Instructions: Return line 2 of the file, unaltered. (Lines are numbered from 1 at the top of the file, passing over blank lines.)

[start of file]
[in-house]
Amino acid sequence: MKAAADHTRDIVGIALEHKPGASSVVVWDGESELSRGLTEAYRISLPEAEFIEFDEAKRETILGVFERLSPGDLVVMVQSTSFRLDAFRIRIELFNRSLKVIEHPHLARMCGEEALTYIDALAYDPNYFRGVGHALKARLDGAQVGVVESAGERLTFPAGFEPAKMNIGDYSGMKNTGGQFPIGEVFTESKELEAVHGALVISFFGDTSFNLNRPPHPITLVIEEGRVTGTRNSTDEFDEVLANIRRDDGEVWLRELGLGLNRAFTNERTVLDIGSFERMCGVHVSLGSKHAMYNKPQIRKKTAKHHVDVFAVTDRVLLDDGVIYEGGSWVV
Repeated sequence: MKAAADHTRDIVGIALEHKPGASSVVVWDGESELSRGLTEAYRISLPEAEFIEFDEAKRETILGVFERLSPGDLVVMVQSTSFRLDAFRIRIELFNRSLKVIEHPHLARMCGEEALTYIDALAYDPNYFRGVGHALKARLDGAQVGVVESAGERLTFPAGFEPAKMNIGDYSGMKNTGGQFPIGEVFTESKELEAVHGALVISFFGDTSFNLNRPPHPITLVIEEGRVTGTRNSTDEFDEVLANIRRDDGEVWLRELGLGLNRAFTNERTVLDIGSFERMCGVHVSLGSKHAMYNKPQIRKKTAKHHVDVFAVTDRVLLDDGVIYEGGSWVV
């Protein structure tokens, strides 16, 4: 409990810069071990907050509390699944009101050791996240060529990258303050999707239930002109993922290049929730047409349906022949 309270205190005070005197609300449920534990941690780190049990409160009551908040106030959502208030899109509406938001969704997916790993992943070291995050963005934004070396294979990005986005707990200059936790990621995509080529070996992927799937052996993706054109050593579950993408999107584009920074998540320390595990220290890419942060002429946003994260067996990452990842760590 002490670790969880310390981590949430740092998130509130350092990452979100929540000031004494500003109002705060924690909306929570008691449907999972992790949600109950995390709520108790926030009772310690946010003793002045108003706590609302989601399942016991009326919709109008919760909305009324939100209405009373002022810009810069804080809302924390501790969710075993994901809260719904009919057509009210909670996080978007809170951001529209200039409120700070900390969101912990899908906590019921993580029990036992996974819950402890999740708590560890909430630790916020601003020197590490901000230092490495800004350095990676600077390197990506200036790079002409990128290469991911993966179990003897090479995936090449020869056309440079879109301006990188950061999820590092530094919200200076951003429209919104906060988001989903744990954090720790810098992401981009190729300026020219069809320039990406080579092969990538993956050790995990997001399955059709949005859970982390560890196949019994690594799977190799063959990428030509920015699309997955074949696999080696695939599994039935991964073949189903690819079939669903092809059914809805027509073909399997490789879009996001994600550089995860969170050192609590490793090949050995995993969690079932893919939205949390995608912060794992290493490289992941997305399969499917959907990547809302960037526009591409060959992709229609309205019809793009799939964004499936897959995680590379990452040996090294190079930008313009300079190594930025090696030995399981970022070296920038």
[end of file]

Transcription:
Amino acid sequence: MKAAADHTRDIVGIALEHKPGASSVVVWDGESELSRGLTEAYRISLPEAEFIEFDEAKRETILGVFERLSPGDLVVMVQSTSFRLDAFRIRIELFNRSLKVIEHPHLARMCGEEALTYIDALAYDPNYFRGVGHALKARLDGAQVGVVESAGERLTFPAGFEPAKMNIGDYSGMKNTGGQFPIGEVFTESKELEAVHGALVISFFGDTSFNLNRPPHPITLVIEEGRVTGTRNSTDEFDEVLANIRRDDGEVWLRELGLGLNRAFTNERTVLDIGSFERMCGVHVSLGSKHAMYNKPQIRKKTAKHHVDVFAVTDRVLLDDGVIYEGGSWVV